I always thought and was told that I was a good planner, super organised and focused. My nickname at uni was Miss Organisation and I’ve built a career in Operations a perfect fit right..?
Last year I went through a massive personal upheaval that resulted in me losing perspective and left me wondering what the hell was I doing with my life and whether I’d got it all wrong.
This period of feeling out of control and lost started in March. A stolen purse – six years living in London and the laws of averages meant it was bound to happen to me – there’s a first time for everything… right?
Then after this came the night I left another purse and all my newly replaced cards in an Uber… never to be found. Then it was a stolen rucksack and more personal and work possessions in someone else’s hands a month later. And finally leaving another purse on a train – which even the cleaners couldn’t find!
The icing on the cake was a lost train ticket, when I had no cash and cards – I was still waiting to get new cards after I lost my purse the last time – and nearly being stranded in the city.
Until this point I had NEVER lost anything in my 29 years on this planet. The universe was seriously telling me something – stop, slow down, relax!
The irony is I’d actually been doing that albeit not consciously. At times I had felt like I was nearly paralysed by the massive upheaval that had occurred in my life but I was still acting and carrying on as normal. I was out of tune with my mental wellbeing – I needed to get back in tune!
So here’s the brutal honesty that with time, my friends, family and my therapist helped me come to terms with. I was numb / out of touch with my emotions. I was grieving for a broken marriage and selling my home – losing the life I’d spent my adult years building. I was feeling totally ashamed of how things have turned out for me at the grand old age of 29 and hiding how I truly felt.
This was not how I thought my life would turn out – but had you asked me what I thought my life would be like I couldn’t have articulated it to you. I knew I wasn’t the first person to go through this – and I sure as hell knew I wasn’t going to be the last but honestly that didn’t help me at the time.
Where to begin…
It’s tough – bloody tough admitting when you’ve not got your shit together. I felt like I was losing face by admitting I had depression – I was ashamed. If I could have hibernated at this point I would have!
What I very gradually realised over time though was that the more I talked about my depression the more I normalised it for me. I felt like I was building my own understanding of what I was going through – the tears lessened as I gained courage.
My work, friends, family and therapist were all supportive. I’ve consciously chosen to write my support network in this order – from personally who I thought would be hardest to talk to, to easiest to talk to- as I am shocked by how even conversations I thought would be tough weren’t as bad as I envisaged.
If you don’t own your vulnerability in all sectors of your life then you won’t build your resilience and support network. I was, and am, blessed with an amazing support network. Having just started a new job when this all “went down” it could have resulted in a sudden ending but it didn’t! They listened, were accommodating and genuinely cared.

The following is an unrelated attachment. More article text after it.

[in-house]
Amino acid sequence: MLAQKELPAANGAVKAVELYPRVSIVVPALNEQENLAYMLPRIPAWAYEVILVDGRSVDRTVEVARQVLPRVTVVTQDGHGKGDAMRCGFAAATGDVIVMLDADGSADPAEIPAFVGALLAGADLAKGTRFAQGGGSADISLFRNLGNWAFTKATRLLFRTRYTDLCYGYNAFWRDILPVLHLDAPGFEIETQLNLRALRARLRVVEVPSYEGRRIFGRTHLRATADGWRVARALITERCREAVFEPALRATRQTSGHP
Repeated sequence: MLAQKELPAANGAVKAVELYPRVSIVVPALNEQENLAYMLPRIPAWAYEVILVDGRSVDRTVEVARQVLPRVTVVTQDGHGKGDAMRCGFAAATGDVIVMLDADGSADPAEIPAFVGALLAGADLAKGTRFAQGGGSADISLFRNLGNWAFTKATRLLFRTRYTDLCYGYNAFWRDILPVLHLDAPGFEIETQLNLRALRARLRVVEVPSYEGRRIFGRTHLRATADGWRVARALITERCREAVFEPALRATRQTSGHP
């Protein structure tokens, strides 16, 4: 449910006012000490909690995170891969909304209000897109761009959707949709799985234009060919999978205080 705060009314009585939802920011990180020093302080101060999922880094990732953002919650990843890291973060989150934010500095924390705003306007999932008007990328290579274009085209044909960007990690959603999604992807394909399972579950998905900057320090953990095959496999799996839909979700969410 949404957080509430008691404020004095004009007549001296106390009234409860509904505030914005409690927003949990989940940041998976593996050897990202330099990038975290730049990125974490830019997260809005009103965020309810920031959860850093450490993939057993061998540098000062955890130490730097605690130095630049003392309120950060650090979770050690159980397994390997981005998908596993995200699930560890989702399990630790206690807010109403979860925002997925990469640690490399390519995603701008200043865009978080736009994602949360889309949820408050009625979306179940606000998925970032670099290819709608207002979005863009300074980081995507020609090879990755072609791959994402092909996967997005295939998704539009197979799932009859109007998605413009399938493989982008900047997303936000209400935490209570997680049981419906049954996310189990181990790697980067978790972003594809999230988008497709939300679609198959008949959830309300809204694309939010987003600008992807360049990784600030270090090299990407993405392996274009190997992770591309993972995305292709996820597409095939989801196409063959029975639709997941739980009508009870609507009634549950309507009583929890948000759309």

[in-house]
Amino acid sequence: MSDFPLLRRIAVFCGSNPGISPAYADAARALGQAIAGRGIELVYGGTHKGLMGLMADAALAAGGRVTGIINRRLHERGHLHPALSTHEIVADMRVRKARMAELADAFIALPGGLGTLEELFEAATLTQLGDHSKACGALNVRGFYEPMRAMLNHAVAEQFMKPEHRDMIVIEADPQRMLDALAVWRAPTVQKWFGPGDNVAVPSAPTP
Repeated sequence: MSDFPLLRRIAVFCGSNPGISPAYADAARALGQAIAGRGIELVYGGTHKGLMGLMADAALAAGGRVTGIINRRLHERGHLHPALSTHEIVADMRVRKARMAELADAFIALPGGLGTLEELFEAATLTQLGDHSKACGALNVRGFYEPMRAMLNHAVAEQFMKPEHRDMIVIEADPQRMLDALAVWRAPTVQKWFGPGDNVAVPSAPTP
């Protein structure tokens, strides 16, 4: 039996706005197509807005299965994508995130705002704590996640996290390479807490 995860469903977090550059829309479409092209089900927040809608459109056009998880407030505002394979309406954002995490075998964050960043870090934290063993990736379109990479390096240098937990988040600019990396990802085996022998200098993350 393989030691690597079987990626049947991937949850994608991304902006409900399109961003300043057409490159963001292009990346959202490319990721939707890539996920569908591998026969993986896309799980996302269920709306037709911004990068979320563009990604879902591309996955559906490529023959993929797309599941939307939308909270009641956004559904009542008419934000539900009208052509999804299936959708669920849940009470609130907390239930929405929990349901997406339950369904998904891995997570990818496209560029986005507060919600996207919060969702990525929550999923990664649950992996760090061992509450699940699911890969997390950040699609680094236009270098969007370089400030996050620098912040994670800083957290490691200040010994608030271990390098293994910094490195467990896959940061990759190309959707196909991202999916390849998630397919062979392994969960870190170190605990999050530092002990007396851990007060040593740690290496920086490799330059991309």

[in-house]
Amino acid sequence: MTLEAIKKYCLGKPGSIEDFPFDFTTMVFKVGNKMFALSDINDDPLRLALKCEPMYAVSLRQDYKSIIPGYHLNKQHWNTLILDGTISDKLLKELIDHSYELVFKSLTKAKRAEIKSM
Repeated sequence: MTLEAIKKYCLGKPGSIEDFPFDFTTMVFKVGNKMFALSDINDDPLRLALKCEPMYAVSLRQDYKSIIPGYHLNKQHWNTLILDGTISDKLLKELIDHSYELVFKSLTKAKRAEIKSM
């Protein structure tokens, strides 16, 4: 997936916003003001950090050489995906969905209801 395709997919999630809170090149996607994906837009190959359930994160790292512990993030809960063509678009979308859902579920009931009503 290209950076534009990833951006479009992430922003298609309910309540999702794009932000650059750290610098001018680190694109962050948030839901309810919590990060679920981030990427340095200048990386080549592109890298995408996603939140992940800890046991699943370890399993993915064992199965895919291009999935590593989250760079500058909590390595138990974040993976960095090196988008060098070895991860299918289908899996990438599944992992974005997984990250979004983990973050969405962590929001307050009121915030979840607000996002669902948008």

Stability with my work routine was important for me and gave me a weekly focus. My friends showed me bucket loads of compassion and were there for me even when I didn’t know how to articulate how I felt. My family were beyond amazing – they helped me focus on the joy of the now (beach trips and time with my nephews spring to mind in particular) as well as planning for fun times ahead.
I’m writing this post from Chile – a dream two week adventure by myself that during dark times I thought I might not have the courage to do. What a difference a year makes!
Small steps lead to big rewards. Honesty and open communications breeds positive changes and inspiration from sometimes the strangest of places and experiences!
2017 is my year of fun! A year for me to own to positively take steps to create the life I deserve. 2016 helped me understand the challenges and heartbreak that life can throw at you from time to time. The lessons from 2016 have helped me become more resillient they’ve made me stronger and aware of how important it is to look after my mental health just as much as I look after my physical health.
I truly believe that to experience life’s true highs sometimes you need to experience its lows. And to really get the learnings and build resilience from such experiences you need to own them and get used to being vulnerable – it’s tough but it can be done!
Writing and reflecting on my experience of depression briefly makes it seem a hell of a lot calmer than the turbulent time I went through. For me a combination of medical and therapeutic support has worked. Everyone is different and experiences are personal. The commonality in finding a path out is human connection – everything starts by talking and being vulnerable….